Derrill Osborn had a 40-year career in fashion, the majority of which—23 years—was spent as the head of the men’s fashion division at Neiman Marcus. During this time, he traveled extensively and purchased dozens of pieces of art, all with one thing in common: the cow. Osborne’s collection includes more than 500 pieces, and there is truly something for every style sensibility. Gorgeous and unique Staffordshire, majolica, flow blue, and Black Forest pieces, plus 19th- and 20th-century bovine oil paintings, furniture, and more will be auctioned off at Dallas Auction Gallery on Wednesday, October 14. (Bidding has already begun on the web site.) We sat down with the eccentric and affable Osborn to find out why he’s parting with his beloved bovines.
My grandfather was a rancher in New Mexico. I grew up with cows, and they became my best friends. My grandfather was also a whittler, and he whittled animals. The first item I received from him was a cow. I couldn’t give it up. That was the seed. As my life went on, I learned a lot about the cow. The cow is a deity in many parts of the world, and it is one of the most photographed animals. I found that interesting, and I started to pay attention to them. I’ve come to love the cow. They seem to be content, and nothing bothers them too much.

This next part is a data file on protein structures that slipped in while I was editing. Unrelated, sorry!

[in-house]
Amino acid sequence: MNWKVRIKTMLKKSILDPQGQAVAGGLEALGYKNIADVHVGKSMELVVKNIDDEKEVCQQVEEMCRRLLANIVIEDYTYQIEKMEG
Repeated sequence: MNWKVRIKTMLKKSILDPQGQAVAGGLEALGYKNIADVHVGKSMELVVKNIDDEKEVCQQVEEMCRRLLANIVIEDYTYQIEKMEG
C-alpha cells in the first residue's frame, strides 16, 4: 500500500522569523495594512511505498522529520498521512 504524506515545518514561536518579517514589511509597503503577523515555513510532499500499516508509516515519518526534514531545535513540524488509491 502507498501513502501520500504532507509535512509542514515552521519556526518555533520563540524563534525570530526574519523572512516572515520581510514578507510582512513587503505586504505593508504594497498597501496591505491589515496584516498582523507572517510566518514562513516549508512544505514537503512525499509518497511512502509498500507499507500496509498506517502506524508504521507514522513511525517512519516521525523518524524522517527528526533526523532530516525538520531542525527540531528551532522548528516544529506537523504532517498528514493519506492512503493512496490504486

Why are you selling them?
I couldn’t move in my apartment—literally. It is difficult, because they have become a part of my life. That’s why I’m going to have a preview, like a party, for the cows. My friends. It is a life-changing moment for me.
Where did you find them?
When I worked for Neiman Marcus, we would go hunting for merchandise in England, France, and other parts of the world. When I saw a cow, I would have to catch my breath! I really have to thank Neiman Marcus for giving me the chance to travel. We were encouraged by Stanley Marcus to take the weekend, and go to the Louvre, for example, or to sit at a café and watch Paris walk by. Things are different today.
Why did you choose an auction?
For me, an auction was the only way to go. I could have done a yard sale, I guess. (He smiles.) But I’ve been working with the people from the Dallas Auction Gallery for a while now, and they understand the collection. A lot of auctions don’t like collections, but within this subject matter—bovine—there are many categories. Most people concentrate on one category, not all of them, like I did.
Do you have a favorite piece?
They are all my children. I do love the bull and cow from Staffordshire. It is the only one.